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Agadir – On December 18, Human Rights Watch (HRW) published an article titled “Western Sahara: Morocco Cracks Down on Activists,” yet another baseless attack aiming to detract from Morocco’s achievements on the international stage.
The article, emotionally charged and one-sided, rejects standards of journalism, as well as the long history that connects Morocco and Western Sahara. According to the skin deep insight the Human Rights Watch report provides, “Most of Western Sahara has been under Moroccan occupation since Spain, its former colonial administrator, withdrew in 1975,” which is as deep as their portrayal of a centuries-old history goes.
HRW once again generalizes the southern provinces’ population as a monolithic group with a singular perspective, in order to portray the Moroccan government as an oppressive and totalitarian regime “invading” Western Sahara.
In Morocco, the Ministerial Delegation for Human Rights said on December 18 that HRW “resorted, as usual, to baseless and despicable allegations with no concrete foundation in an attempt to include the human rights dimension in its discourse, while paying no heed to the internationally-agreed upon methodology concerning the criteria of neutrality and objectivity governing the work of non governmental organizations involved in the field of human rights,” according to a government press release.
While Morocco dedicates itself to stabilizing and developing its Western Sahara region and building relationships on the international stage, some political figures prefer to spread misinformation and sow distrust.
Not so ‘non-governmental’
In 2014 Keane Bhatt penned an article for CounterPunch titled “The Revolving Door at Human Rights Watch.” Recognizing HRW’s political influence and public reach, Bhatt challenges the idea that such an entity could truly be non-governmental.
It started with an open letter about HRW’s “revolving door” policies written written to HRW Executive Director Kenneth Roth on behalf of Nobel Peace Laureates Adolfo Perez Esquivel and Mairead Maguire — two former figures at the UN — and over 100 scholars.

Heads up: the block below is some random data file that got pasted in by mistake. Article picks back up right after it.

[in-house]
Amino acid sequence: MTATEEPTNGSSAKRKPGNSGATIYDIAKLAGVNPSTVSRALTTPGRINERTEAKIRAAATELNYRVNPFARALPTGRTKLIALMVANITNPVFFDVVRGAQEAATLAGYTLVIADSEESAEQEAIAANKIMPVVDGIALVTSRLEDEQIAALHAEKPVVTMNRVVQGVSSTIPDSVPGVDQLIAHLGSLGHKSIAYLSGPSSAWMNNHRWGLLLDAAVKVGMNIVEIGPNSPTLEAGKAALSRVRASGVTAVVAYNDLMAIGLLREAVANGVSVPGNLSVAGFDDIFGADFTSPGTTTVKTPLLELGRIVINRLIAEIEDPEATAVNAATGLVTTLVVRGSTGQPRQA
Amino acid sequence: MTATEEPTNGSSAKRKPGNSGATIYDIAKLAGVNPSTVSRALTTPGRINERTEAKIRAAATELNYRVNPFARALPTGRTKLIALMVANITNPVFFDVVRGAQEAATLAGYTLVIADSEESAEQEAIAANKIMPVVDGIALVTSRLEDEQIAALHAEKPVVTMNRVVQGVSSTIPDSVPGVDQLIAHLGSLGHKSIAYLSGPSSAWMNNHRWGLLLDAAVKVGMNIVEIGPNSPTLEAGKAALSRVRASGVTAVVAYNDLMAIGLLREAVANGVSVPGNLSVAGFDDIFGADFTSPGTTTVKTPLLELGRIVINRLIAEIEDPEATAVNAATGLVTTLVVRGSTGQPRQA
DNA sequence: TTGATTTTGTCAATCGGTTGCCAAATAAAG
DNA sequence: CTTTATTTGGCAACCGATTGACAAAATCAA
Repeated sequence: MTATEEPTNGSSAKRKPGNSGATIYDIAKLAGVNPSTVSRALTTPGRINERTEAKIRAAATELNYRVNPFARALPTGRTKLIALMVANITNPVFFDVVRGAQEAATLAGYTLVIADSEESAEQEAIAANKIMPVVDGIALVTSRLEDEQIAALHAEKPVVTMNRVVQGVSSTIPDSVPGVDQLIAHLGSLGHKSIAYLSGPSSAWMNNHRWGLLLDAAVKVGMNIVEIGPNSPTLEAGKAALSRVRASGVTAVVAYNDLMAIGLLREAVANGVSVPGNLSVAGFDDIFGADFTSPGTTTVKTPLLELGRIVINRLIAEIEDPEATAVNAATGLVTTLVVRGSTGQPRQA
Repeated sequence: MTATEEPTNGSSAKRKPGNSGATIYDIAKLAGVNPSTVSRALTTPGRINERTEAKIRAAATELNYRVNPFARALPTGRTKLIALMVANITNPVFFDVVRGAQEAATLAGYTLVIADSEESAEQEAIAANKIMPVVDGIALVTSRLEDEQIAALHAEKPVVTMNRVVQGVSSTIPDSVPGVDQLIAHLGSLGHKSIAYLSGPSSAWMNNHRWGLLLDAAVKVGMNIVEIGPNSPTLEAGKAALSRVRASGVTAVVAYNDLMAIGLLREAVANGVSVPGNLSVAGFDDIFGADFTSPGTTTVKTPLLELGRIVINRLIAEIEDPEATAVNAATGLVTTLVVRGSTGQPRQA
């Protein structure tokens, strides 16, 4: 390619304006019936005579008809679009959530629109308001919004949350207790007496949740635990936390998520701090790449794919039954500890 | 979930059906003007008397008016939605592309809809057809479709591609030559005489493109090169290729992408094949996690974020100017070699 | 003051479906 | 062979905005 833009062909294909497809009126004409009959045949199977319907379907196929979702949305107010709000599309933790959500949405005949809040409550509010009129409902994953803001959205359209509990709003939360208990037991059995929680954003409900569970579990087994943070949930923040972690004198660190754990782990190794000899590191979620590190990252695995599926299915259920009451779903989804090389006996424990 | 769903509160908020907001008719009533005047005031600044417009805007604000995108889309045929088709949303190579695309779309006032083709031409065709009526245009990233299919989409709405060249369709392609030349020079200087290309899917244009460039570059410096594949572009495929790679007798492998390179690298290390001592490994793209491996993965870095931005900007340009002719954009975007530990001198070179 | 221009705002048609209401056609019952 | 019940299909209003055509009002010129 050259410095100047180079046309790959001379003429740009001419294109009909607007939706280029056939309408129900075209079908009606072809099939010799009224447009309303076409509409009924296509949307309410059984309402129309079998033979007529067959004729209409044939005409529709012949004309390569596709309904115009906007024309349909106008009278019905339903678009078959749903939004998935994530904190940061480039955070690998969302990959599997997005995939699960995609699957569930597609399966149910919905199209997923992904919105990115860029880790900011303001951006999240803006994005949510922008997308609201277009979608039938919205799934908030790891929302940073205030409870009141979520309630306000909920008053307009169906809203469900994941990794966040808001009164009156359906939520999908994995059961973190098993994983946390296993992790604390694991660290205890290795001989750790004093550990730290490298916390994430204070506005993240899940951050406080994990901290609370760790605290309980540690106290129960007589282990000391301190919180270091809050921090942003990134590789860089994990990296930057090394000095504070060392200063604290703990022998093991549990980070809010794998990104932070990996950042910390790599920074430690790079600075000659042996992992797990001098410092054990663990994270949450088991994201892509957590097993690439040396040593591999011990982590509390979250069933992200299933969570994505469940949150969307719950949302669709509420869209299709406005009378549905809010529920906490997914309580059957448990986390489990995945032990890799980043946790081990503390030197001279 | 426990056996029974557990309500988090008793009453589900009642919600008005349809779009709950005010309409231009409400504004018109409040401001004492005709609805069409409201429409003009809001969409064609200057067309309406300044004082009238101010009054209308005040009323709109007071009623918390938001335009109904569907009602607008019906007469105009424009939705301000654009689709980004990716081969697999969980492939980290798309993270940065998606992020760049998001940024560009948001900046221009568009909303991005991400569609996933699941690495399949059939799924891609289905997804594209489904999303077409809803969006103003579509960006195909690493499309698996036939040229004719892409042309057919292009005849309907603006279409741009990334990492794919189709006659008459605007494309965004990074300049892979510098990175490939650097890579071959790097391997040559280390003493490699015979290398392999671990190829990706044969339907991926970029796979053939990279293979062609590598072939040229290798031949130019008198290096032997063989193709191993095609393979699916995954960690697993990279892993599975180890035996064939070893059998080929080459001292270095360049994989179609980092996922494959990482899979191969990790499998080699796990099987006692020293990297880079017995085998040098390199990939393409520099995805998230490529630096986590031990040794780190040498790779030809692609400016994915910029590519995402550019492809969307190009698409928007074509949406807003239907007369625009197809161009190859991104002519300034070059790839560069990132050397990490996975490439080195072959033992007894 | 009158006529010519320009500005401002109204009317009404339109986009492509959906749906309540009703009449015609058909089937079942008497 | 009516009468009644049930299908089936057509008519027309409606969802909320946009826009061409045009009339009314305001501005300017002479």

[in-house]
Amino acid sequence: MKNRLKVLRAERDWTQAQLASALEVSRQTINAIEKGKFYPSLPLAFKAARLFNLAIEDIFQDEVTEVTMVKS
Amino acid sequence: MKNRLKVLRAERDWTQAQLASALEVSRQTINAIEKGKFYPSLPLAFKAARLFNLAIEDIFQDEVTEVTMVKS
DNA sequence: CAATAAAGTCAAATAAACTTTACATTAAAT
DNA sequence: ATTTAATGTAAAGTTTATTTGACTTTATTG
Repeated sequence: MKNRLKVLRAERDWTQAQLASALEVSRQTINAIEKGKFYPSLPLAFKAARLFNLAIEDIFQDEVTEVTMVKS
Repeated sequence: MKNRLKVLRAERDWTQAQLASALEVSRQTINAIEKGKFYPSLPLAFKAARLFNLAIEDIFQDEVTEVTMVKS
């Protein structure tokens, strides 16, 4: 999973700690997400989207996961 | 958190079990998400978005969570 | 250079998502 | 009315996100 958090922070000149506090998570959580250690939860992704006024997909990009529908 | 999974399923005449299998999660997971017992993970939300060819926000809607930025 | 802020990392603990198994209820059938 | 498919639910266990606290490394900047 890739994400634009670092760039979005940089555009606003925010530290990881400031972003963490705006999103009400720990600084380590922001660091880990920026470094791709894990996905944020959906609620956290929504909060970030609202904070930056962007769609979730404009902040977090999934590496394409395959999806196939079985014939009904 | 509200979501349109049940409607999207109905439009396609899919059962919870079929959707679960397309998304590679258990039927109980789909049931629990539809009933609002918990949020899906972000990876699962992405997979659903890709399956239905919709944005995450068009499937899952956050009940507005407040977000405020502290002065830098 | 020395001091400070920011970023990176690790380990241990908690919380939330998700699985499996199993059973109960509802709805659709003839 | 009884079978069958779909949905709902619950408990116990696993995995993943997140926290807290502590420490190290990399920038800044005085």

The letter states, “HRW’s close ties to the U.S. government call into question its independence,” and names figures who have shared an involvement both with the US government and Human Rights Watch.
Amongst past and current employees are figures such as Tom Malinowski, who served as special assistant to Bill Clinton; Minky Worden, a former speechwriter at US Department of Justice; Michael Shifter, a one-time Latin America director at US government-financed National Endowment for Democracy (NED); and Miguel Diaz, a former analyst for Central Intelligence Agency (CIA).
It only takes a surface-level investigation to uncover such a conflict of interest within the ranks of former and current HRW officers. Such conflicts complicate discerning between an honest crusade for human rights and the manufacture of conflict and unrest, beneficial to various US governmental organizations.
How can one consider Human Rights Watch unbiased and “non-governmental” when for many, HRW is a stepping stone between different arms of the US government?
In the ongoing case of Omar Radi, who faces charges for “receiving funds from a foreign agent and violent rape,” once again NGOs such as HRW sprung to his defense without due diligence. HRW and Amnesty International reported on Radi’s case, accusing Morocco of spying without providing sustantial evidence, and detailing the rape charges without detailing the alleged rape survivor’s side of the story.
Such reporting creates a one-sided narrative, only fit for amplifying doubt and creating distrust in the Moroccan judicial system.
When people who have held influential positions within HRW have also worked with organizations such as CIA and NED, we must question how “non-governmental” they can actually be.
The CIA has a long history of covert programs related to maintaining the US image abroad. According to one of its founders, Allen Weinstein, the NED serves to perpetuate the CIA’s covert operations of the 20th century, in plain openness.
When organizations such as HRW express their views under the guise of journalism and “objective defense” of human rights, are they fighting for a better tomorrow, a fairer world, justice? Or are they publishing articles reminiscent of US foreign policy, manufacturing discontent aimed to destabilize those who seek independent economic growth?
While many in Europe and the US still champion the reports of organizations such as HRW and Amnesty International, the rest of the world is slowly growing aware of the bias, the conflict of interest, the war that hides under the guise of “human rights” and “non-governmental” entities.
It is time to draw awareness to these inconsistencies and hold these figures and organizations accountable. When talking about human rights, we must have more than just the US’ perspective; we must investigate and show human rights from the global perspective.
If a single government dictates the narrative of human rights, we risk discarding a wider understanding of problems facing many communities worldwide. The United States has faced accusations of more than just a handful of human rights violations, from Guantanamo Bay, horrid treatment of irregular immigrants in detention facilities, indiscriminate drone strikes in the Middle East, and the treatment of minorities on its own soil.
Maybe it is time to give a voice to those on the receiving end of these human rights violations instead of only the ones who manufacture them.